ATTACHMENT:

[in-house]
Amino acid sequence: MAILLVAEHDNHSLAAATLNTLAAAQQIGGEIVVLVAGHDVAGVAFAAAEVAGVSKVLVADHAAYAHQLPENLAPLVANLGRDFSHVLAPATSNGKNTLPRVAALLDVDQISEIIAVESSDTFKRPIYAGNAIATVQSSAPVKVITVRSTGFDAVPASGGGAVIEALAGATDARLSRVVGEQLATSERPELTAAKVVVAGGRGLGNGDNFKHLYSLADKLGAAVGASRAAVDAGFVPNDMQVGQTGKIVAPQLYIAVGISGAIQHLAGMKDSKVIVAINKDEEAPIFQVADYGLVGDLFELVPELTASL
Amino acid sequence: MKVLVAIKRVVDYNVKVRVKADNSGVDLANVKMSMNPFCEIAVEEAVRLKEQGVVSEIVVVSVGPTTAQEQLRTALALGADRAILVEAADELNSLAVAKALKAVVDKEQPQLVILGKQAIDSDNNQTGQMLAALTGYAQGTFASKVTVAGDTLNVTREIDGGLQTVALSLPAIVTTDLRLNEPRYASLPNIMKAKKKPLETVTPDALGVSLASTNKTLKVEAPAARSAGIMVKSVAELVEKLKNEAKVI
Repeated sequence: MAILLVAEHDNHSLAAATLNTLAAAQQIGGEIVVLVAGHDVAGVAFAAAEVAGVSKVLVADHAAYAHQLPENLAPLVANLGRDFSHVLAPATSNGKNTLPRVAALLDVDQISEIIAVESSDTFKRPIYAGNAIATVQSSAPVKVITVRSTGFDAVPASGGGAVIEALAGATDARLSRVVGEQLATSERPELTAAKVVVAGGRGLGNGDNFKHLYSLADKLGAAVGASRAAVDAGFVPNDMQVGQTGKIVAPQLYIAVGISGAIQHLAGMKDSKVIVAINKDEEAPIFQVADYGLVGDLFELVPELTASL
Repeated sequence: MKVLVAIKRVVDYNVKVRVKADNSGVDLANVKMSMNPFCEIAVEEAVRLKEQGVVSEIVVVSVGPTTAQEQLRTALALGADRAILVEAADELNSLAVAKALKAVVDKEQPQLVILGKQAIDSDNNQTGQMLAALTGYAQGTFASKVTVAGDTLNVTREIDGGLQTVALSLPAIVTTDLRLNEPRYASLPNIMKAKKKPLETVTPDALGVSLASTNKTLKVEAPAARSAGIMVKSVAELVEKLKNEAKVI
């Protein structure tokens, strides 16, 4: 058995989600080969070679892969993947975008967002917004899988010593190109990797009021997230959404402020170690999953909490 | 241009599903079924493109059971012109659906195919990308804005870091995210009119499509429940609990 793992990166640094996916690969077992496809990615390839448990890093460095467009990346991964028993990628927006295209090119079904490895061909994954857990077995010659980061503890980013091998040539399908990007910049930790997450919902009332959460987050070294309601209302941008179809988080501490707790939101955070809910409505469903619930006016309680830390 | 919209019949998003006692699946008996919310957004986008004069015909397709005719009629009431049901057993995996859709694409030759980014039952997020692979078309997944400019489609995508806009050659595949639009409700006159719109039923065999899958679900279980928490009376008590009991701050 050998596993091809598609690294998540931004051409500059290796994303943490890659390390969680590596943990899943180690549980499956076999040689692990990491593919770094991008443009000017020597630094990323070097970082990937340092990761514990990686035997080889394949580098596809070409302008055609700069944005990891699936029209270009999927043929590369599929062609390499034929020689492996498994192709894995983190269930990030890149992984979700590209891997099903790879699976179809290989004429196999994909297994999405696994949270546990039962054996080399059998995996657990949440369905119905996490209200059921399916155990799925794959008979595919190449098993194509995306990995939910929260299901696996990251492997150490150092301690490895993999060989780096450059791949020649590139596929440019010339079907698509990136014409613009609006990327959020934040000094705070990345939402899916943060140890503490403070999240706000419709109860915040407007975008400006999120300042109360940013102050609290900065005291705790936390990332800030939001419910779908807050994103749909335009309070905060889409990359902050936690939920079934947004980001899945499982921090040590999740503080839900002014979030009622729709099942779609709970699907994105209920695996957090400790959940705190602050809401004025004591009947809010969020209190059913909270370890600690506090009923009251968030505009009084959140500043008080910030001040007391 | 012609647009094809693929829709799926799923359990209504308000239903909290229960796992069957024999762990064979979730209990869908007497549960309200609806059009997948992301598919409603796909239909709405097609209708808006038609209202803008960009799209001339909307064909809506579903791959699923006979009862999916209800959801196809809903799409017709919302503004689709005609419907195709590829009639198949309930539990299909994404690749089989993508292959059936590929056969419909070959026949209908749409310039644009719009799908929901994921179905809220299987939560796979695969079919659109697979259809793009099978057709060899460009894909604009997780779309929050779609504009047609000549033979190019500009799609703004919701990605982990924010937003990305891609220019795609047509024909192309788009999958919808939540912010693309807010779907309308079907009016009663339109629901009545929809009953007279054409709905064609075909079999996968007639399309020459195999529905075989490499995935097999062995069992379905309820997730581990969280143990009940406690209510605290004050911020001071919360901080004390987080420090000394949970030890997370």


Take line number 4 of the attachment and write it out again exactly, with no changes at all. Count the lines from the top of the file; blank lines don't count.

Repeated sequence: MAILLVAEHDNHSLAAATLNTLAAAQQIGGEIVVLVAGHDVAGVAFAAAEVAGVSKVLVADHAAYAHQLPENLAPLVANLGRDFSHVLAPATSNGKNTLPRVAALLDVDQISEIIAVESSDTFKRPIYAGNAIATVQSSAPVKVITVRSTGFDAVPASGGGAVIEALAGATDARLSRVVGEQLATSERPELTAAKVVVAGGRGLGNGDNFKHLYSLADKLGAAVGASRAAVDAGFVPNDMQVGQTGKIVAPQLYIAVGISGAIQHLAGMKDSKVIVAINKDEEAPIFQVADYGLVGDLFELVPELTASL